Situated in Montreal’s Plateau-Mont Royal Borough, Saint Louis Square is a beautiful and bucolic park dating from 1876. Surrounded by stunning Victorian architecture, the leafy square is popular with locals and tourists alike. It features a central fountain, busts of famous poets and even a small stone building with a café and ice cream parlor inside. However, the square also has a turbulent history. Once the stomping ground of many disturbed artists, the Montreal Hippy Movement and an era of decline including rampant prostitution, deranged things have happened in the park and its environs. Unsurprisingly, there have been ghost sightings in Saint Louis Square.
Contaminated with asbestos, it has since been used by urban explorers, ghost hunters and mediums, all of whom are convinced that the old brewery is haunted. One persistent rumour suggests that the Montreal mafia uses the old Dow Brewery to dispose of corpses, somehow burying or concealing them inside the building.
This month we examine one section of Montreal’s new light rail system, the REM, which is finally operational. The line, running from Central Station in Montreal to Brossard, passes over the Black Rock Irish Famine Cemetery. Given that the REM desecrated the hallowed ground by removing over a dozen bodies to insert a concrete pylon, many people speculated that the REM would become haunted. It appears to be the case – since its opening, the REM has been plagued with numerous electrical problems and was even struck by lightning!
The Catholic Notre-Dame-des-Neiges Cemetery is the largest burial ground in Canada. Located atop Mount Royal, it features 343-acres (139 hectares) of garden landscape with more than 65,000 monuments and 71 family vaults. The cemetery also contains the remains of over a million people. Not only is this vast graveyard reputed to be haunted, but in recent years, it has also witnessed all sorts of desecration and other deranged activity. Groundhogs have dug up numerous bones, coffin boards and sets of dentures. Trees and branches collapsed onto tombs during an ice storm.
The glorious Hôtel Place d’Armes occupies the south-eastern corner of Old Montreal’s most famous plaza. Opened in 2000, the boutique hotel with neo-Renaissance architecture caters to well-off tourists, corporate clients and the international jet-set crowd. However, despite its prestige, some say that the hotel is haunted. During an interview in 2009, a top-notch concierge explained that a mysterious woman with a black dress and American accent haunts some of the suites.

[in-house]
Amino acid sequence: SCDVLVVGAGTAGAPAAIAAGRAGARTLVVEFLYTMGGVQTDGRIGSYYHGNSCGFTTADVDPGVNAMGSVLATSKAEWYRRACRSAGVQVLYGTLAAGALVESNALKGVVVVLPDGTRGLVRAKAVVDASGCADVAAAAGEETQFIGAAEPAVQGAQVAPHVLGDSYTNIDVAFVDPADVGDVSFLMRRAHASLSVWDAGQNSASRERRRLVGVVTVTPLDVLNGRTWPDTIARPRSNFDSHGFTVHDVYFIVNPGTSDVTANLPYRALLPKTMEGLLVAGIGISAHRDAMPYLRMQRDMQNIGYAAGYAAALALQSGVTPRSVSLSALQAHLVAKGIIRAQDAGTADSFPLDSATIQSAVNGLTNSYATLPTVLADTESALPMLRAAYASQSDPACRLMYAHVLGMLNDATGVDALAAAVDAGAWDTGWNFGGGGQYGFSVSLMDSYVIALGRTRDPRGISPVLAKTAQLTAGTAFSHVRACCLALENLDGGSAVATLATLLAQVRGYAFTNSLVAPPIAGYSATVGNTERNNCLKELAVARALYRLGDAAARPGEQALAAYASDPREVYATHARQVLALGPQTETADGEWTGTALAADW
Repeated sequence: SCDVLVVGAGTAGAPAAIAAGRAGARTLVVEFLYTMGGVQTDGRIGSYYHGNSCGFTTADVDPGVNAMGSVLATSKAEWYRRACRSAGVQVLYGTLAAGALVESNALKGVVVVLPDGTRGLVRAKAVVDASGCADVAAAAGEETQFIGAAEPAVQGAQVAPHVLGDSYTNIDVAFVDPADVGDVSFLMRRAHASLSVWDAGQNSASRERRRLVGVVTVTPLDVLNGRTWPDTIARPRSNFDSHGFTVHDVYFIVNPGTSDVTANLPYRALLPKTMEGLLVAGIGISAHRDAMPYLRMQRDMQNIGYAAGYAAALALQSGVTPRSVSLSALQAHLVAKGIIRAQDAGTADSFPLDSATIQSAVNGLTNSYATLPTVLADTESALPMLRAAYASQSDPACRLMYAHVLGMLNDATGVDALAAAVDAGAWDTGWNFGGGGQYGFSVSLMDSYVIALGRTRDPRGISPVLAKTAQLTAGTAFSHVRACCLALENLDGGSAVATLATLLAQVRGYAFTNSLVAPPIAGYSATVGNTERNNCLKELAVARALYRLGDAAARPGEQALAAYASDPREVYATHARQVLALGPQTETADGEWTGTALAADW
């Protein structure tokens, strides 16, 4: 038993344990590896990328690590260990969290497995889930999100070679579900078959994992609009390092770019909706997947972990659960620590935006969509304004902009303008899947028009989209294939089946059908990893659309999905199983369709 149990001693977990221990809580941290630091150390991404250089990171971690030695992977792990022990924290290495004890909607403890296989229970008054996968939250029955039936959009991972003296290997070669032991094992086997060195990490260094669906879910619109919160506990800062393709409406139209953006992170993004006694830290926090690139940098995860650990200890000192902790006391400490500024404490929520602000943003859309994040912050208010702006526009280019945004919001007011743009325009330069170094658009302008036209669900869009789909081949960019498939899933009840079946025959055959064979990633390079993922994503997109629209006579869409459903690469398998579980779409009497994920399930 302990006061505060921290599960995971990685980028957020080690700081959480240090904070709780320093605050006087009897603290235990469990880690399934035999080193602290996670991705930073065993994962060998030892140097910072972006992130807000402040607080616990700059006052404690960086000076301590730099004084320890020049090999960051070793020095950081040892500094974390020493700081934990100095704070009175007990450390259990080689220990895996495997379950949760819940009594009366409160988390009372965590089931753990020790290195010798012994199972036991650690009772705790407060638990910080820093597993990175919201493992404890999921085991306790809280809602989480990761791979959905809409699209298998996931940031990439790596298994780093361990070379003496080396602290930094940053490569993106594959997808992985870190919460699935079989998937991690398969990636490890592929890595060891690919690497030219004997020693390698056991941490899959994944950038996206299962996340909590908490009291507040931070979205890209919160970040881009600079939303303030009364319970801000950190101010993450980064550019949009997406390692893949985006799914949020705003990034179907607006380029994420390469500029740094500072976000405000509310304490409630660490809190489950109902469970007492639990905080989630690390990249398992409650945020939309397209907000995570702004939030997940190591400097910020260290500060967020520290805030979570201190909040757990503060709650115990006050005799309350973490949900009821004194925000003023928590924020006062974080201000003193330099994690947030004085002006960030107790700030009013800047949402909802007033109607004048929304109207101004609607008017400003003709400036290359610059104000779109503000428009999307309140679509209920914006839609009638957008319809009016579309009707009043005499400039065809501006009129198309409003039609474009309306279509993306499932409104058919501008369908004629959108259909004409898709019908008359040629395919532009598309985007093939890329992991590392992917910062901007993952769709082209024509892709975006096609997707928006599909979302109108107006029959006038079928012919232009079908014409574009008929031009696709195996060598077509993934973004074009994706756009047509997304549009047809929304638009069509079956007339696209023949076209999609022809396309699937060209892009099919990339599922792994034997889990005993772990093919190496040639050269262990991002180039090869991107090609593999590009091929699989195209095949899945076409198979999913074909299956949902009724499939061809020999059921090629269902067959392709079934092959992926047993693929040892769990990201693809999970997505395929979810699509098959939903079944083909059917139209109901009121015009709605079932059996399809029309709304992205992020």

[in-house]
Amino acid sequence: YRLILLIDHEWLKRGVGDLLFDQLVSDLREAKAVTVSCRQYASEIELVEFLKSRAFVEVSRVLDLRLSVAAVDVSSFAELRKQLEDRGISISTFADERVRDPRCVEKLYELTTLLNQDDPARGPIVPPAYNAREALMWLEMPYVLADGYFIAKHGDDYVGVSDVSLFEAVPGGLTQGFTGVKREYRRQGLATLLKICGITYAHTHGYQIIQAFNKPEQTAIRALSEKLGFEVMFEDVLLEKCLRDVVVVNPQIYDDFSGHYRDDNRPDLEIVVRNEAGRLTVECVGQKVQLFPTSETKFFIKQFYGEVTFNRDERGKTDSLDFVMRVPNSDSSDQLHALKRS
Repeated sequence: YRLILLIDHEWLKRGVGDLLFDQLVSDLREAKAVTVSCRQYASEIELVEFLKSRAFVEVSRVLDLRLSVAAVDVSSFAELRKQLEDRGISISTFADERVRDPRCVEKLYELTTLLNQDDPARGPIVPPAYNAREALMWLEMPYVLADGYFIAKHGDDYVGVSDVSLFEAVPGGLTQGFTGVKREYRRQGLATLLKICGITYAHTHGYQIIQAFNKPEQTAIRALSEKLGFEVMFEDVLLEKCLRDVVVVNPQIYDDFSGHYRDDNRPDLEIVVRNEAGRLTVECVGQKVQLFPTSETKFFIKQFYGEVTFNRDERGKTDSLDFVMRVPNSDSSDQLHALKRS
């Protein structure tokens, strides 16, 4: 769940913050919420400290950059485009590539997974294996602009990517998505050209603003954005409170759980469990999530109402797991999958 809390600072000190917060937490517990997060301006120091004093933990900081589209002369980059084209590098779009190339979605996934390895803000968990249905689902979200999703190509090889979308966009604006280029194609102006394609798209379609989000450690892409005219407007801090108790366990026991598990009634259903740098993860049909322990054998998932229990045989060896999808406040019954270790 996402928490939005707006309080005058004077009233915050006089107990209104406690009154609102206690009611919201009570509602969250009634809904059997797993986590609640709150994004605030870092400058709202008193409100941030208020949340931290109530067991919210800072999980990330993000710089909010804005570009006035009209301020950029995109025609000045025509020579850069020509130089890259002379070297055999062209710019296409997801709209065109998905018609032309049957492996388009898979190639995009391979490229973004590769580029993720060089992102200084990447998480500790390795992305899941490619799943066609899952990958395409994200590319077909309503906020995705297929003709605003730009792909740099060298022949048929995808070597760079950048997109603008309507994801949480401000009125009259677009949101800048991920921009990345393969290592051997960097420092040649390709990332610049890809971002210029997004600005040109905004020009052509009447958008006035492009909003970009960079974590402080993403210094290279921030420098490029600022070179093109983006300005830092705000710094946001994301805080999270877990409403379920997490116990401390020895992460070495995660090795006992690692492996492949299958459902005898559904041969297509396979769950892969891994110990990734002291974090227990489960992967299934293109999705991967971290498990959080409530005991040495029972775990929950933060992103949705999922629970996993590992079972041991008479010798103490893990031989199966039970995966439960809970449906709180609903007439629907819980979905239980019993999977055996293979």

The City of Montreal welcomes millions of tourists every year. Around 85% of them visit the historic district of Old Montreal. What these visitors likely do not realize is that they are literally walking over the Dead. Numerous forgotten cemeteries, which still lie beneath the streets and buildings, haunt Old Montreal. Indeed, there are at least a dozen graveyards in the district. A handful of them are commemorated but most are totally forgotten. Almost all of these colonial burial grounds are reputed to be haunted.
The Université de Montréal is constructing a brand new campus for its business department, Hautes Études Commerciales (HEC), next to St. Patrick’s Basilica. An Irish Famine asylum called St. Bridget's Home and Night Refuge once existed on the site, which catered to the destitute, the homeless and for many isolated women. The asylum witnessed countless tragedies over the years, allegedly resulting in many ghosts. As such, there is already talk that the shiny new campus will be haunted by Irish Famine spirits.
Once it was dark outside, his cat would become agitated and started hissing at unseen things. The cat would even chase, attack and run away from something that simply was not there. Professor V. also started to have a recurring nightmare whereby a deranged man with a medieval leather mask would visit him in what seemed to be an old, dungeon-like chamber with stone walls.
A massive vault sits below Montreal's City Hall and some historians say it is haunted. The sealed chamber is located under the front of City Hall, between its foundations, the sidewalks of Gosford and Notre-Dame streets and the eastern side of Place Vauquelin. The eastern portion of the vault was constructed from 1919-1921 and the western part in 1952. Its purpose is to house and protect the valuable Archives of the metropolis.